Vignette-based surveys for physicians feature open-ended questions rather than multiple-choice questions or checklists. In this way, physicians can give a personal response to each question, which ensures that the survey captures the full range of practice variation [11, 12]. Open-ended questions avoid the "cueing" inherent in multiple-choice questions, which could overestimate real physician performance. However, the accuracy of close-ended questionnaires has been demonstrated in several domains: the format provides a significantly higher rate of accuracy than an open-ended format in terms of eyewitness confidence with the former format . Close-ended questionnaires maximize questionnaire response rate and ensure questionnaire completeness .
Moreover, different formats yield different answers: in one study, a closed-ended questionnaire produced results reflecting higher willingness to pay for a health care intervention, with different justifications for those evaluations than did those from an open-ended one . A public opinion survey with two different response modalities asked subjects about the most important problem facing the United States: respondents of the open-ended format most often complained about political leadership, whereas those of the close-ended format considered violence as most important .
From these data, we wanted to evaluate how clinical vignette-based surveys influence physician responses. Assuming that closed-ended (multiple-choice) questions for vignettes produce different responses than open-ended, leading to an overestimation of professional performance, we aimed to determine whether the influence of deceptive response items included in the closed-ended questionnaires result in a better assessment of professional performance.
We conducted a prospective randomized study aimed at comparing three response modalities for a vignette-based survey: open-ended questionnaire, closed-ended questionnaire (with only correct response items) and closed-ended questionnaire with deceptive response items mixed with correct items.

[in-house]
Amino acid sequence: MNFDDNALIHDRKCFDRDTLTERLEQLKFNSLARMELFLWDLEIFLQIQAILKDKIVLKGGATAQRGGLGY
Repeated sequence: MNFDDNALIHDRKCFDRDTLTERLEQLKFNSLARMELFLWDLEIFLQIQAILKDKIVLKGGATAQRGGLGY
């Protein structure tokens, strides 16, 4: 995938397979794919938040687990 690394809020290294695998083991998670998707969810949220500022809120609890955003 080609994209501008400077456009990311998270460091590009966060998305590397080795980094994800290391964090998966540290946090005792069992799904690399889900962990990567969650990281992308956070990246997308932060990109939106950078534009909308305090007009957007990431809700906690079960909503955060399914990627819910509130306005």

The survey was composed of two parts. The first part was short, identical in each questionnaire, and collected demographic characteristics and specialties of physicians. The second part was the clinical vignette.
The vignette reported the history of a fictitious 50-year-old woman with active rheumatoid arthritis, a candidate for therapy with tumor necrosis factor (TNF) blocking agents. Physicians were asked to answer four questions about their pre-treatment assessment, considering that TNF-blocking treatment was planned: 1) what specific data are you searching for in this patient's history? 2) What clinical data are you personally searching for during the physical examination? 3) Which biological, radiographic or other tests do you request? 4) What other preventive measures do you take? Physicians were given these questions in one of three questionnaire formats: open-ended questionnaire (questionnaire A) [see Additional file 1], closed-ended (multiple-choice) questionnaire with deceptive response items mixed with correct items (n = 73) (questionnaire B) [see Additional file 2], closed-ended questionnaire with only correct items (n = 35) (questionnaire C) [see Additional file 3]. Deceptive and correct response items were created by following published international and national recommendations to help physicians care for patients under this treatment [17–21]. Three experts (XM, TP and FL) met to formulate correct and deceptive items. They based their work on the published international and national recommendations to help physicians care for patients under this treatment, to first determine the correct items, and then propose deceptive items. Each expert has elaborated 20 deceptive items, within 4 categories: patient's history, physical examination, biological, radiographic or other tests and other preventive measures. From the 53 elaborated items (duplicates were eliminated), only the more believable were kept, allowing to propose 38 deceptive items, which were mixed with the 35 correct items in questionnaire B.